Excessive nitrate in aquariums is frequently misinterpreted by aquarium enthusiasts and can lead to nitrate poisoning — which can kill aquarium fish. Nitrate is chemically identical to nitrite in that both are composed of oxygen and nitrogen molecules, however, nitrate is a less reactive substance.
Nitrite has just two nitrogen atoms for every oxygen atom —making it a more reactive molecule, whereas nitrate has three nitrogen atoms for every oxygen atom. Nitrate is a natural byproduct of fish waste and the final product of the nitrogen cycle, and it will accumulate in any tank that is not properly managed.
Nitrate Poisoning vs. Nitrate Shock
Nitrate poisoning is known by two different names depending on the severity of the exposure: nitrate poisoning refers to a chronic problem. In contrast, nitrate shock refers to an acute problem that happens suddenly.
What Is Nitrate Poisoning?
Nitrate poisoning occurs when fish are subjected to steadily growing nitrate levels over an extended period of time when normal tank maintenance is not carried out.
Overfeeding and overstocking of fish are also key contributors to nitrate levels slowly growing. But be aware of other sneaky causes of increased nitrate levels — like old tank syndrome.
When steps are not taken to reduce nitrate levels — like utilizing a regular maintenance schedule — the cumulative effect can be fish death. Some fish will be affected by levels as low as 20 mg/L while others will show no apparent symptoms until levels have reached several hundred mg/L.
Juvenile fish are affected at the lower levels, as are saltwater fish. For most aquariums, it is recommended to keep the nitrate level below 20-40 mg/L by performing regular water changes.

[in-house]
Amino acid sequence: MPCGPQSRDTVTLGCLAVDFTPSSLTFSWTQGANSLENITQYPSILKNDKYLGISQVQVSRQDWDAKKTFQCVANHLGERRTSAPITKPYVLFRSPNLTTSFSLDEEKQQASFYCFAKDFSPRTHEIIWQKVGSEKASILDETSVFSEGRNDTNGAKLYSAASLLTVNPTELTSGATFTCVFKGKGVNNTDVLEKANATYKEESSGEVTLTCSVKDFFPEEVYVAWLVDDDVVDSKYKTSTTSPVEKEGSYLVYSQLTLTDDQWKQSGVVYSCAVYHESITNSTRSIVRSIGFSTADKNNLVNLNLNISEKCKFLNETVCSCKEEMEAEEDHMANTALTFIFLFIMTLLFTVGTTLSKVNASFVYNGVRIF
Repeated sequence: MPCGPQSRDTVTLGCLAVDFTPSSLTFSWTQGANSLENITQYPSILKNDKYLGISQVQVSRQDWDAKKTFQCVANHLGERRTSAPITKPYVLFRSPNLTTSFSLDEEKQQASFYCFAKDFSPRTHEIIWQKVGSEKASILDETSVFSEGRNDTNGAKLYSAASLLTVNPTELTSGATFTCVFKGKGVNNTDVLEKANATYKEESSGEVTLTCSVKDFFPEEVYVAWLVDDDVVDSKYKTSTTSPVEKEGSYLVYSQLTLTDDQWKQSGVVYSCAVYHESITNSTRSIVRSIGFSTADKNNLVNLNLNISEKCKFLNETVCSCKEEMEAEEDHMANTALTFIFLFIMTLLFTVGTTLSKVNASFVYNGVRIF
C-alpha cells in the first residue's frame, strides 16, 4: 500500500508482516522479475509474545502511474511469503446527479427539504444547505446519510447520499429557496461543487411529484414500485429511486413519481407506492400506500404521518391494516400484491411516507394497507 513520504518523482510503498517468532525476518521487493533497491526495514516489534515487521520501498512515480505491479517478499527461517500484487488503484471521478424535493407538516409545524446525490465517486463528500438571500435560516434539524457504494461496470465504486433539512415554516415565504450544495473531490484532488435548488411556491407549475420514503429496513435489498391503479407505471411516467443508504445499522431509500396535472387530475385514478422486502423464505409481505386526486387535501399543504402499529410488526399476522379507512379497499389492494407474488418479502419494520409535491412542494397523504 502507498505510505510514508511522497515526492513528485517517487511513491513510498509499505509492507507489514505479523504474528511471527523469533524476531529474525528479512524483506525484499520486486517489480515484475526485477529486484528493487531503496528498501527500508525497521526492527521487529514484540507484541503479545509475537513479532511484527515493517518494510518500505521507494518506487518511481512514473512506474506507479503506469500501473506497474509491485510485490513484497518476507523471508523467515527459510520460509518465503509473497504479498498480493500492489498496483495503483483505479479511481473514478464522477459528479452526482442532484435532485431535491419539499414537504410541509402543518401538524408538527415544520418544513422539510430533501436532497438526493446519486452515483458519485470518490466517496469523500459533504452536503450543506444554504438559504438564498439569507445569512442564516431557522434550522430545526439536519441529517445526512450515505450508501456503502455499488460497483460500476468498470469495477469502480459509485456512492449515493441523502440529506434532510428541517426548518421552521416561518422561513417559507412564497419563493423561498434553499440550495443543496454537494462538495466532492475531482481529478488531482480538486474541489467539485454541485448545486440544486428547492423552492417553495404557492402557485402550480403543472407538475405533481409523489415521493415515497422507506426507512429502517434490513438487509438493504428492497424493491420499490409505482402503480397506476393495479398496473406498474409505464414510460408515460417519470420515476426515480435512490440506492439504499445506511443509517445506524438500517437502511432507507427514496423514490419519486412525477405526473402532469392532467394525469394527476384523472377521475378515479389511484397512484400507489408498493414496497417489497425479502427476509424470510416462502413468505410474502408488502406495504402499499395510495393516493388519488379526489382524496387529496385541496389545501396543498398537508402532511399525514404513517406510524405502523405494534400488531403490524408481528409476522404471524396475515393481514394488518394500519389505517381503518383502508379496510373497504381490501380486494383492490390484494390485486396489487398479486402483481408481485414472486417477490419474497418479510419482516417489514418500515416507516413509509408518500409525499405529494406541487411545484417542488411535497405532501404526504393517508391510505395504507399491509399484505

What Is Nitrate Shock?
Nitrate shock occurs when fish are suddenly exposed to a drastically different quantity of nitrate, which can range from several hundred mg/L to several thousand mg/L. When fish are transplanted from one aquarium with normal nitrate levels to another with high levels, this happens. Although nitrate shock generally refers to a fast spike in nitrate levels, fish can also be stunned if nitrate levels drop dramatically.
Symptoms and Mortality
New and sudden behaviors in your fish may indicate that they may be dealing with a nitrate problem in your tank over the past 24-48 hours:
- Appetite loss
- Rapid gill movement, rapid respiration
- Dazed appearance, listlessness
- Disorientation and loss of balance
- Lying on the tank floor
- Head-to-tail curling (advanced stages)
When nitrate levels gradually increase over time, it’s not uncommon for only one or two fish to develop symptoms at first. Until water tests are completed to check the water’s chemistry, there may be no obvious explanation for why certain fish become unwell. More fish will begin to display symptoms if nitrate levels are not decreased. Fish death will eventually happen — usually over a few days to a few weeks.
When fish are unexpectedly exposed to extremely high nitrate levels, they generally die within 24 hours. Owners are frequently unaware of the condition until the fish are dead or near death. In these cases, emergency remedies can be taken for affected fish, but the cause of the problem must be identified and removed to avoid more tragedy before adding new fish to the tank.
To combat this common issue, a continuous sensor that provides constant nitrate readings will help save your fish. The Seachem Ammonia Alert uses sensor technology that continuously detects and monitors free ammonia. Here’s the product in action:
Most fish will not perish suddenly if they’re gradually exposed to high nitrate levels. It’s feasible to minimize the effect of nitrate poisoning in circumstances of sudden exposure to excessive nitrate, providing the fish with a fighting chance of survival. Perform a water change and test the water for ammonia, nitrite, and nitrate levels. Ammonia and nitrite levels should be nil, while nitrate levels should be less than 10-20 mg/L.
Otherwise, save your fish and reduce nitrate levels now: